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Indexed/Abstracted in: BIOSIS Previews, Current Contents/Clinical Medicine, EMBASE, PubMed/MEDLINE, Science Citation Index Expanded (SciSearch), Scopus
Impact Factor 1,632
Online ISSN 1827-191X
Kertai M. D. 1,2, Varga K. S. 1, Royston D. 2, London M. J. 3, Szabolcs Z. 1, Grebenik C. R. 1,Acsady G. 1, Gal J. 1,4
1 Department of Cardiovascular Surgery Semmelweis University, Budapest, Hungary
2 Department of Anesthesia Harefield Hospital, London, UK
3 Department of Anesthesia and Perioperative Care University of California, San Francisco, CA, USA
4 Nuffield Department of Anesthetics John Radcliffe Hospital, Oxford, UK
Aim. Recently, the clinical significance of aprotinin-induced renal dysfunction and other end-organ complications in patients undergoing cardiac surgery has engendered substantial controversy. Therefore, we assessed the effect of aprotinin on end-organ complications in patients undergoing cardiac surgery.
Methods. Data of 674 patients (mean age 65.4±11.0 years, 457 males) undergoing cardiac surgery between January 1 and December 31, 2005 at Semmelweis University were used for the analyses. Preoperative, intraoperative and postoperative clinical and surgical variables were recorded. Patients administered aprotinin received the drug either as a low-dose regimen, a loading dose of 1 million kallikrein-inhibitor units (KIU), 1 million KIU in pump, and 1 million KIU post pump (or continuous infusion of 0.25 million KIU per hour); or a high-dose regimen, a loading dose of 2 million KIU, 2 million KIU in pump, and 2 million KIU post pump (or continuous infusion of 0.5 million KIU per hour). The outcomes were renal complications defined as a 25% reduction in postoperative calculated creatinine clearance compared to the preoperative baseline or renal failure requiring dialysis; and the composite of renal, cardiovascular and cerebrovascular complications and all-cause mortality.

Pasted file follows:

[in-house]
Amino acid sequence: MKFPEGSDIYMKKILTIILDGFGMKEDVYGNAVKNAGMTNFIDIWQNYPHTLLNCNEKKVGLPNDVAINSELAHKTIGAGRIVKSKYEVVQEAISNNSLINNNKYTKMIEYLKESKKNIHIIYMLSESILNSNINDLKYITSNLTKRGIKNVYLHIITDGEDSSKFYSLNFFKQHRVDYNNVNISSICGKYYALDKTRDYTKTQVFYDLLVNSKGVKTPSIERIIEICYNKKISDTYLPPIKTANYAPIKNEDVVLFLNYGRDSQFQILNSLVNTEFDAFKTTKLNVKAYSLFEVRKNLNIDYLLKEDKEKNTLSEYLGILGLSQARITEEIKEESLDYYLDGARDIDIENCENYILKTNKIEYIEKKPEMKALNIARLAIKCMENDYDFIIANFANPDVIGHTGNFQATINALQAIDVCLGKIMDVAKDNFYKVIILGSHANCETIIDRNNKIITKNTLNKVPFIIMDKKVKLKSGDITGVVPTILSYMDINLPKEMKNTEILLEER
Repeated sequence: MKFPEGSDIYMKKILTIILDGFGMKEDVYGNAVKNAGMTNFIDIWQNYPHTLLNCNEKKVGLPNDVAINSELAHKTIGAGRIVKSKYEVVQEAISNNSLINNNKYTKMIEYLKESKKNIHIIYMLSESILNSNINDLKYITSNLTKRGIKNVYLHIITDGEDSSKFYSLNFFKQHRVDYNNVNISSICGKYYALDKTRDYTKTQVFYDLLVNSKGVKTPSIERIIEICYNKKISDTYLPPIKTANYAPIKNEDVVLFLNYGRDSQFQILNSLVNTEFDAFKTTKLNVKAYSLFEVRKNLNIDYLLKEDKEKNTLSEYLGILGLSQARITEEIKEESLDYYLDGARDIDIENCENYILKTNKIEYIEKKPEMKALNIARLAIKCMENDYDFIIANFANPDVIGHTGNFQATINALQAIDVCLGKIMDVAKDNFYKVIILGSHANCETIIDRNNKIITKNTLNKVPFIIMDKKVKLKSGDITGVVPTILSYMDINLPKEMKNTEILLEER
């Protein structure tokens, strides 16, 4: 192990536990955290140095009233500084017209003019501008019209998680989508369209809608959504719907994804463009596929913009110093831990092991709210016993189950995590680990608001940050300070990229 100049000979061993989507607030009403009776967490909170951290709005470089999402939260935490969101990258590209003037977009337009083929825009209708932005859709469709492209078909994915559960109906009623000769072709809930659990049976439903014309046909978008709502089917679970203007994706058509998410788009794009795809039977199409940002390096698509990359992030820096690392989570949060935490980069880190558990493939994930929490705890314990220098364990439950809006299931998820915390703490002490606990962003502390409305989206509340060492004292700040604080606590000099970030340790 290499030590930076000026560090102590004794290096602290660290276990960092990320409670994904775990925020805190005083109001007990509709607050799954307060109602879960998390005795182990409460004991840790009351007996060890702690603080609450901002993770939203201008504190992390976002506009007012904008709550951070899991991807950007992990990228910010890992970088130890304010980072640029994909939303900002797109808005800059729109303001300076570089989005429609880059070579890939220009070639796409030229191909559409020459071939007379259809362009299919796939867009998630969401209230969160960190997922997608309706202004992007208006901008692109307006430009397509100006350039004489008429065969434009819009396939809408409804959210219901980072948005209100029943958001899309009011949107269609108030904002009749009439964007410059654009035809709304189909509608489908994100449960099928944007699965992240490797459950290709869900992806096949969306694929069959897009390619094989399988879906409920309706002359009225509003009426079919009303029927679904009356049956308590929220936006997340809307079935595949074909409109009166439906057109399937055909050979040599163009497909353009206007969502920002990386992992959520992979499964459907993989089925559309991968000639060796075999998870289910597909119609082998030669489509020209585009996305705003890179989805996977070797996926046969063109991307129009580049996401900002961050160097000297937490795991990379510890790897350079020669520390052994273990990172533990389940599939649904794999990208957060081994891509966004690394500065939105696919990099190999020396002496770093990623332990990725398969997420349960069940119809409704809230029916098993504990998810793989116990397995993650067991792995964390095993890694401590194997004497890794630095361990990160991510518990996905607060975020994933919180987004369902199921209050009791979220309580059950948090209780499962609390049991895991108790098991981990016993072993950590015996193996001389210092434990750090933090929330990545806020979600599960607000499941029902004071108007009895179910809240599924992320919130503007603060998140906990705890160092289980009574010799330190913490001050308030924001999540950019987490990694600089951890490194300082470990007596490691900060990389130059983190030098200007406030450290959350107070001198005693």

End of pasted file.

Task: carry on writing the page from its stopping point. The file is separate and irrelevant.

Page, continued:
Results. Patients underwent coronary artery bypass surgery (63%), valvular (27%) or a combination (5%) and surgery on the ascending aorta (5%). There were 550 patients (81.6%) who received aprotinin treatment. In multivariate regression analyses when the relation between high or low dose aprotinin compared to no aprotinin was evaluated, the likelihood of renal complications [high dose: odds ratio (OR)=1.4, 95% confidence interval (CI), 0.6-3.0, P=0.4; low dose: OR=1.2, 95%CI, 0.7-2.3, p=0.5], and the composite outcome variable (high dose: OR=1.6, 95%CI, 0.8-3.4, P=0.2; low dose: OR=1.3, 95%CI, 0.7-2.3, P=0.4) were not significantly increased.
Conclusion. Our analysis suggests that aprotinin use in either a high or low dose regimen was not associated with an increase in adverse end-organ complications.